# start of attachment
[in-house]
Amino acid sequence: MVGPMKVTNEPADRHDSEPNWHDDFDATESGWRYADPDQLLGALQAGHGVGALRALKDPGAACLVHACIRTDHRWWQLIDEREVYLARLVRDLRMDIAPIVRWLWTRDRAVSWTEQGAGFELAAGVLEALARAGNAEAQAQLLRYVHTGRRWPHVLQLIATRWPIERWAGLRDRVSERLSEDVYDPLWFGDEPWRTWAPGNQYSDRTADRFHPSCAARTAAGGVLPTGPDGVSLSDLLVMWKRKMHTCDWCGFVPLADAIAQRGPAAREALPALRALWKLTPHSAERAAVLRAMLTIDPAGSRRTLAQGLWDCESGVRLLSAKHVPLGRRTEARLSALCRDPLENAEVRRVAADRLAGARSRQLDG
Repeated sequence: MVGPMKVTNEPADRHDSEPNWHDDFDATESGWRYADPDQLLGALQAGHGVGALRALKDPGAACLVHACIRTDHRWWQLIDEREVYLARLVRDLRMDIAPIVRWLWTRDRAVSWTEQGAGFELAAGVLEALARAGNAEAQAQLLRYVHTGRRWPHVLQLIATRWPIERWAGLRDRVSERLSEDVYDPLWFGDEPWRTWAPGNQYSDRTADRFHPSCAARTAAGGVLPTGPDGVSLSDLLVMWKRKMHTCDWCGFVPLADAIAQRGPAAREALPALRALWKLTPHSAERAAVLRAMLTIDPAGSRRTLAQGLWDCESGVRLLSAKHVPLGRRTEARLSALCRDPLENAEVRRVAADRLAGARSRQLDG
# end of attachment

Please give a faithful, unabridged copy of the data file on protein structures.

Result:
[in-house]
Amino acid sequence: MVGPMKVTNEPADRHDSEPNWHDDFDATESGWRYADPDQLLGALQAGHGVGALRALKDPGAACLVHACIRTDHRWWQLIDEREVYLARLVRDLRMDIAPIVRWLWTRDRAVSWTEQGAGFELAAGVLEALARAGNAEAQAQLLRYVHTGRRWPHVLQLIATRWPIERWAGLRDRVSERLSEDVYDPLWFGDEPWRTWAPGNQYSDRTADRFHPSCAARTAAGGVLPTGPDGVSLSDLLVMWKRKMHTCDWCGFVPLADAIAQRGPAAREALPALRALWKLTPHSAERAAVLRAMLTIDPAGSRRTLAQGLWDCESGVRLLSAKHVPLGRRTEARLSALCRDPLENAEVRRVAADRLAGARSRQLDG
Repeated sequence: MVGPMKVTNEPADRHDSEPNWHDDFDATESGWRYADPDQLLGALQAGHGVGALRALKDPGAACLVHACIRTDHRWWQLIDEREVYLARLVRDLRMDIAPIVRWLWTRDRAVSWTEQGAGFELAAGVLEALARAGNAEAQAQLLRYVHTGRRWPHVLQLIATRWPIERWAGLRDRVSERLSEDVYDPLWFGDEPWRTWAPGNQYSDRTADRFHPSCAARTAAGGVLPTGPDGVSLSDLLVMWKRKMHTCDWCGFVPLADAIAQRGPAAREALPALRALWKLTPHSAERAAVLRAMLTIDPAGSRRTLAQGLWDCESGVRLLSAKHVPLGRRTEARLSALCRDPLENAEVRRVAADRLAGARSRQLDG